It's a dying art. The great instrumental rock song. There isn't that many that are noteworthy, but a few are genuine classics in the vast history of rock and roll.
Where the rubbish ones lie are the overblown, self-congratulatory 17 minute solos of the 70's. That garbage is unbearable. I don't know how one can listen to it.
The great instrumentals are usually short and to the point. I'm popping into the J-Dub Rock and Roll Archives to bring you some of the best.
Rumble by Link Wray and Rebel Rouser by Duane Eddy are good places to start. You'll recognize them both from movie soundtracks. Great rockabilly grooves.
Also among the older greats:
Green Onions by Booker T & the MG's. Amazing.
There are quite a few worthy entries from the surf music of the mid to late 60's. Especially Wipeout by the Surfaris, Hawaii Five-O by the Ventures and Miserlou by Dick Dale and the Del Tones.
Two of the greatest guitar players contribute to two other cuts. Though it is John Bonham's stage, Jimmy Page's dirty blues riff adds to the magic that is Moby Dick. The late Stevie Ray Vaughan took Hendrix's Little Wing, removed the lyrics and made it all his own.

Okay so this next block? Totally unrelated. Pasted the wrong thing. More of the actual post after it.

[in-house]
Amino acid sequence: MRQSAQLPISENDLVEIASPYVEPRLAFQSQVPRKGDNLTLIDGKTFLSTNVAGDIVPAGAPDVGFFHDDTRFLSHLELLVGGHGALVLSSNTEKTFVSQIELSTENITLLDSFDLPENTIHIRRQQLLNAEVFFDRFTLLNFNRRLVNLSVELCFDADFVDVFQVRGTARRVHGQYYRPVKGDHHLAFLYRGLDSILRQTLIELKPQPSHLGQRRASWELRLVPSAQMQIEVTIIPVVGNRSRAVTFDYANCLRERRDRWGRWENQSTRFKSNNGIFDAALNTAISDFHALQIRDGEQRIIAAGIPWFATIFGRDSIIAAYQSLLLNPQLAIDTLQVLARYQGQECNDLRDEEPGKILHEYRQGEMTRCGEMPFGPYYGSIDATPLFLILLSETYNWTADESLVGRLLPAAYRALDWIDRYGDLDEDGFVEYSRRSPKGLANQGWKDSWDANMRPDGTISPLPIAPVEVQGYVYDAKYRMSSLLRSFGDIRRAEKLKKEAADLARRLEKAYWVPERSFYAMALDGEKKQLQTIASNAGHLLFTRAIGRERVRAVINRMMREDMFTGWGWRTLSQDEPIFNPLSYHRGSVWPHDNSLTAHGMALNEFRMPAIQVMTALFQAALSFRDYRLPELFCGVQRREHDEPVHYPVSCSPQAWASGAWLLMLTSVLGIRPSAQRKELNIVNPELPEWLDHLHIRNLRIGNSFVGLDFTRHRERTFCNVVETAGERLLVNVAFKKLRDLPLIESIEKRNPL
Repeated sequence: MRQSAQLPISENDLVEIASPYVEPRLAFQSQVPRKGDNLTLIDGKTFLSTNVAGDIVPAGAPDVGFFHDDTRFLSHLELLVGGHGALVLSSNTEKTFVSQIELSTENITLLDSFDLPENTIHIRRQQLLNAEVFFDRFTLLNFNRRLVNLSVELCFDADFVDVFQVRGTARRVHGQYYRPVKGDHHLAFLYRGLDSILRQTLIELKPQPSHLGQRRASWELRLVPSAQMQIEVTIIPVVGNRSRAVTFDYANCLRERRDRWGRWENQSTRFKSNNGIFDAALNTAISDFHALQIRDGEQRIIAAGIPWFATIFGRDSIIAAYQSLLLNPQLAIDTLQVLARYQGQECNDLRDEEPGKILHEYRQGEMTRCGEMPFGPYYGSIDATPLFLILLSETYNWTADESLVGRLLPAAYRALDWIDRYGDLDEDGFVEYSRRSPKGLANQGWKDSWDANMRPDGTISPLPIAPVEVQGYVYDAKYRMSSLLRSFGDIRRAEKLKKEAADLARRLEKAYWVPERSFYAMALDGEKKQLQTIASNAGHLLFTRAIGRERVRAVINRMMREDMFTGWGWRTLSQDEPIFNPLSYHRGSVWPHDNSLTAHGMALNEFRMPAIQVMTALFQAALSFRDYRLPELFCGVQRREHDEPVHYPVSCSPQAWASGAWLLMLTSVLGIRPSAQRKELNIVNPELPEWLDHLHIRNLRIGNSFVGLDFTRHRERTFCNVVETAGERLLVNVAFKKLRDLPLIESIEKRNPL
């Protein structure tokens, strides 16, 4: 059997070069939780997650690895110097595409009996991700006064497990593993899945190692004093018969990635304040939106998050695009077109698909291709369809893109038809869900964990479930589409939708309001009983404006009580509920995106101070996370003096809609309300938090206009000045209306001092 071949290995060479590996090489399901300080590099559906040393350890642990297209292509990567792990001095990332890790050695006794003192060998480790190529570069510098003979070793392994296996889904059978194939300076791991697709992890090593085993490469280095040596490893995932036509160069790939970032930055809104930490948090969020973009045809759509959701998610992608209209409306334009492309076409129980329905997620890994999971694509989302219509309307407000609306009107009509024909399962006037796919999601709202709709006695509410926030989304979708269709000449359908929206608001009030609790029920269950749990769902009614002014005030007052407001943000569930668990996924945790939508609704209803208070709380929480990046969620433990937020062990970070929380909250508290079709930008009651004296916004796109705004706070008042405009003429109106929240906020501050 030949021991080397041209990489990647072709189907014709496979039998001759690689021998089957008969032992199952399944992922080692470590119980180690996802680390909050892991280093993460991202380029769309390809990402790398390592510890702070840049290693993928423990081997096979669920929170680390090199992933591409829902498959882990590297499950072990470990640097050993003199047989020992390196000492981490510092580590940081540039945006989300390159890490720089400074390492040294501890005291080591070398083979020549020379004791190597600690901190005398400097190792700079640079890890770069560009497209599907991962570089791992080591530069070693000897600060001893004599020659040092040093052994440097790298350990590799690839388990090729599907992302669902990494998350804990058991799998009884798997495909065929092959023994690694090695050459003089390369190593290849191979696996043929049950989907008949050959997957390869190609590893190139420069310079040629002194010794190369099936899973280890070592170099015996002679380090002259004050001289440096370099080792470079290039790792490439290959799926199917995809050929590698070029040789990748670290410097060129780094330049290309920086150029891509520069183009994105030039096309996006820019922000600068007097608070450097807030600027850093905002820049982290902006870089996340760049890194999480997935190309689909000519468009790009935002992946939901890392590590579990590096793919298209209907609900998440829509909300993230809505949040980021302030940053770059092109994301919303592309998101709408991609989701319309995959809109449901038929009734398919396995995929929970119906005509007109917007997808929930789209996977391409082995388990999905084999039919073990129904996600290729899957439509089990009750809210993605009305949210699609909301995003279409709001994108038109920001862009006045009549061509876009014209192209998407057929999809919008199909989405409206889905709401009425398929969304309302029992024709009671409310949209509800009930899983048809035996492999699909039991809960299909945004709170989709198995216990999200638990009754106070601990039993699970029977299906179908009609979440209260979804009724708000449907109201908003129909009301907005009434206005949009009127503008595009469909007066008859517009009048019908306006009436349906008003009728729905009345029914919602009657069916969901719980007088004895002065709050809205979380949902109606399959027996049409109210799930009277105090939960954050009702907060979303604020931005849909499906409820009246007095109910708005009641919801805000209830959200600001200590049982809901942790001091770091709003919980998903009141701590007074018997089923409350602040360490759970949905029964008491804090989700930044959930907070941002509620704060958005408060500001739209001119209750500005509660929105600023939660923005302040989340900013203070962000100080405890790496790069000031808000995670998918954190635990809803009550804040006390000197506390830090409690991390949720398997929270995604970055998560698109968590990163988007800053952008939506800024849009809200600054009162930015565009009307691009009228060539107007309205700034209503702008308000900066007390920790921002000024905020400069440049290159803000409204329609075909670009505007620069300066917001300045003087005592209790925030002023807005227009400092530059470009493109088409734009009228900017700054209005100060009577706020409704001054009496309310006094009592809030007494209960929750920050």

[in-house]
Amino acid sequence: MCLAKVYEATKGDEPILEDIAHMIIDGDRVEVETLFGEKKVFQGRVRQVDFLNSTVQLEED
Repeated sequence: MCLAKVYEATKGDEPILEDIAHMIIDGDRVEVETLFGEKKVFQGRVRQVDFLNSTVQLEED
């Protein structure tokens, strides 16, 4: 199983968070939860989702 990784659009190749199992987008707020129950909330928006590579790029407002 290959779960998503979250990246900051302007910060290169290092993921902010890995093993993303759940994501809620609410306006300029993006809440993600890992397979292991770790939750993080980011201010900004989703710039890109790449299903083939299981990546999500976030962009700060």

Not too many can match Stevie's mastery of the electric guitar.
I think Tequila by The Champs is worthy of a mention. As is Flying by The Beatles. I love Sparks by The Who. Perhaps the only modern song that should get a mention is Oasis' F#@%*!' In the Bushes. The lads from Manchester usually blast that song as they arrive onto the stage at the live shows.
If you think I am forgetting Eruption by Van Halen, I'm not. It stinks.
Now, the greatest rock instrumentals. That is a two way tie. My favorites are Sleepwalk by Santo and Johnny and Black Mountain Side by Led Zeppelin.
That's Black Mountain Side performed by a very young Jimmy Page. One of my guitars, Suzy Lee, is a replica of the original Danelectro 59 that Jimmy is playing.
Santo and Johnny play Sleepwalk in 1959.
That steel lap guitar seems to weep. It's beautiful. I can play a little of Sleepwalk with a slide on Suzy Lee. A little.
Finally another version of Sleepwalk by Brian Setzer. He eventually recored this version and won a Grammy for Best Instrumental Performance. Whatever your feelings are about big band, rockabilly or the Stray Cats, one thing that can't be debated is Brian Setzer can play. He has one of the most distinct tones in music history. And can make that vintage Gretsch sing.
Goodnight and good luck.